I. Injunctive Relief
Plaintiffs ask the Court to issue a temporary restraining order against Defendants, as well as an order to show cause as to why the Court should not issue a preliminary injunction. Plaintiffs would have the Court enjoin Defendants from (1) using the Internet, U.S. Postal Service, or telephone to contact prospective buyers "while using predatory and misleading sales practices . . . " and "targeting individuals over age 65 or who are disabled"; (2) contacting Plaintiffs with new offers and solicitations; and (3) using Plaintiffs' financial information. Pls.' Mot. 1-2. Plaintiffs also ask the Court to enjoin PushTraffic, Molina, and Raygoza from using Plaintiffs' likenesses and testimonials to promote their enterprises. Because Plaintiffs noticed their motion for temporary restraining order, it will be treated as a motion for preliminary injunction. See 13 Moore's Federal Practice §65.31.
While Plaintiffs might have viable arguments regarding the adequacy of legal remedies, irreparable harm, balance of hardships, and public interest, they offer little to no analysis of these questions. The Court need not reach them, however, because Plaintiffs have failed to show a likelihood of success on the merits.
To show a likelihood of success on the merits, the party seeking a preliminary injunction must make "a clear showing that [the party] is entitled to such relief." Winters, ---at ----, 129 S.Ct. at 376. Plaintiffs' conclusory statements alleging that they were "taken" does not meet this standard, and the only declaration that gives any detail regarding the business practices allegedly at issue belongs to a person who is not a party to this case. The websites attached as exhibits to declarations also prove no wrongdoing. These facts do not clearly show that Plaintiffs are likely to prevail on any of their claims.
The mere fact that Defendants contacted Plaintiffs by e-mail after this lawsuit was filed does not tend to prove unlawful conduct. Plaintiffs offer no evidence explaining how these e-mails are being used to defraud. While California Business and Professions Code section 17529.5(a)(3) outlaws misleading subject lines in unsolicited e-mail, Plaintiffs fail to argue that the e-mails received by Plaintiffs are misleading. Plaintiffs therefore fall short of making a clear showing that they are entitled to relief on the basis of e-mail solicitations.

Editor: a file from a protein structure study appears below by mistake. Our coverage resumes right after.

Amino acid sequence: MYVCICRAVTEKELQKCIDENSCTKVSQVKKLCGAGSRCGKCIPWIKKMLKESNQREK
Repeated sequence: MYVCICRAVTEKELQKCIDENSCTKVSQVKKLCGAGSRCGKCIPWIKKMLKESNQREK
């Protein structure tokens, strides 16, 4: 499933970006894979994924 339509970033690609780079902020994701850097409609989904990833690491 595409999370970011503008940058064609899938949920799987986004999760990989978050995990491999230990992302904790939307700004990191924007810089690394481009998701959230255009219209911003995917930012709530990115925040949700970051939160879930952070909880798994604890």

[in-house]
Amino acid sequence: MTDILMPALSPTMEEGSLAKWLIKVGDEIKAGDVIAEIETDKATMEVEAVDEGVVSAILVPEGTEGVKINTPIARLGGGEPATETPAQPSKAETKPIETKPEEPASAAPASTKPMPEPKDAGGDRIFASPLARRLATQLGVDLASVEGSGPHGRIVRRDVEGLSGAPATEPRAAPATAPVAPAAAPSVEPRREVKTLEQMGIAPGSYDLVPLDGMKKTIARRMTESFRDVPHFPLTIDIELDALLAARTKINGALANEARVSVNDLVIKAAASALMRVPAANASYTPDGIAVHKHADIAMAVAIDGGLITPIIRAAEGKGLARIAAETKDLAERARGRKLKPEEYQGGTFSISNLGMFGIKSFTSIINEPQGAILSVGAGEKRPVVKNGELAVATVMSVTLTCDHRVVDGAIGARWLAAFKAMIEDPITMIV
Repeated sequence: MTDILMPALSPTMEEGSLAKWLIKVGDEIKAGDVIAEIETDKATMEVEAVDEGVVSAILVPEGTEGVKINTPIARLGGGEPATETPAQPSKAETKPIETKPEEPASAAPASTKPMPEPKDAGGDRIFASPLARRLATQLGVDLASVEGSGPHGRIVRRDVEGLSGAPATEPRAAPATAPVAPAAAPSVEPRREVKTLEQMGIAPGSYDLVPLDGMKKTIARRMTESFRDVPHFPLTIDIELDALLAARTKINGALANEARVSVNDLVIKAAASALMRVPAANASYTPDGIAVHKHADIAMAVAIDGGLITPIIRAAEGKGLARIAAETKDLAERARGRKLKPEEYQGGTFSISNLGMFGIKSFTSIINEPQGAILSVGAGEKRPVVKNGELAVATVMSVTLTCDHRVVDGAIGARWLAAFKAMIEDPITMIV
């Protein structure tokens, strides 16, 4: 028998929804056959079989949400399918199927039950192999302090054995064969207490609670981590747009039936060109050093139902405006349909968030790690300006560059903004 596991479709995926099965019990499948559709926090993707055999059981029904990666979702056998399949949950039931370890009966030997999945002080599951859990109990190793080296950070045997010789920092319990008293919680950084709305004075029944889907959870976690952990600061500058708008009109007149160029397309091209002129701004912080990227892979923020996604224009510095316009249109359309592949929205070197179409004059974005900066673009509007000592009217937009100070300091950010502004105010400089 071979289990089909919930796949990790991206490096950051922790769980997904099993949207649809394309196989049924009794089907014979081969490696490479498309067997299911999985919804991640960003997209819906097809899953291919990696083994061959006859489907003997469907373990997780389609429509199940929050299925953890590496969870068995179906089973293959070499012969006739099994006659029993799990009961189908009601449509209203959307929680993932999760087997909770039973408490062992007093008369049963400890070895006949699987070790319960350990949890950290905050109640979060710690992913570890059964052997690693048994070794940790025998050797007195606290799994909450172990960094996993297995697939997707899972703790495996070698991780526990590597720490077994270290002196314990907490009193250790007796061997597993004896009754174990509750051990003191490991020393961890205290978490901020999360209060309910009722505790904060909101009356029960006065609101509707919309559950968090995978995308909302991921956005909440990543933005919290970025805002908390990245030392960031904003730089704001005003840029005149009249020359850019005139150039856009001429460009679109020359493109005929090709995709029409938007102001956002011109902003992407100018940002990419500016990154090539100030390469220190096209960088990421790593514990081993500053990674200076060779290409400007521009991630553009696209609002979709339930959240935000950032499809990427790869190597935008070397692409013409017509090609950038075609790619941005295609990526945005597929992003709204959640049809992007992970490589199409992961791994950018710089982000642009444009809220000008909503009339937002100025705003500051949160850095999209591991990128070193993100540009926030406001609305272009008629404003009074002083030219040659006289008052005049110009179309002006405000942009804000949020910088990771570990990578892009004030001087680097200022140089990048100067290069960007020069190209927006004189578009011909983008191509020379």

Plaintiffs also contend that Defendants are attempting to use Plaintiffs' credit card data, and seek to enjoin them from doing so. However, the evidence they submit shows that at most, Defendants contacted Plaintiffs asking them to update credit card information already on file. Plaintiffs submit no evidence of unauthorized charges resulting from these e-mails. Thus Plaintiffs have not offered evidence clearly showing an injury, foreclosing recovery.
The closest Plaintiffs come to showing a likelihood of success on the merits comes from Dale's declaration, in which he explains that his likeness appears without his authorization on the website Recession Proof Millions. California Civil Code section 3344 ("section 3344") prohibits the unauthorized use of a person's likeness to advertise a product. However, in a declaration, Defendant Raygoza explained that he does not own or control the website Recession Proof Millions. According to Raygoza, the website appears to be controlled by Wayne Sharer, who is not a party to this case. At the hearing December 13, Raygoza's counsel confirmed that neither Raygoza nor PushTraffic owns or controls Recession Proof Millions. In response, Plaintiff's counsel pointed out that Raygoza allegedly shares a business address with Recession Proof Millions. This fact does not disprove the content of Raygoza's declaration, and Plaintiffs have fallen short of a clear showing that Dale or any other plaintiff is entitled to injunctive relief against Raygoza or any other defendant. Plaintiffs' motion for temporary restraining order is therefore DENIED.
Concerns that Plaintiffs did not file this lawsuit in the proper venue prompted the Court to issue an order to show cause requiring Plaintiffs to come to the December 13 hearing prepared to explain why this case should not be dismissed for improper venue, or in the alternative, transferred to San Jose or another district. Plaintiffs responded in writing that they have no objection to transferring to San Jose, but asked the Court to order the parties to submit to venue discovery. In the Ninth Circuit, a court may permit discovery of facts relating to venue. Hayashi v. Red Wing Peat Corp., 396 F.2d 13, 14 (9th Cir. 1968).
Federal law governing venue in federal question cases provides that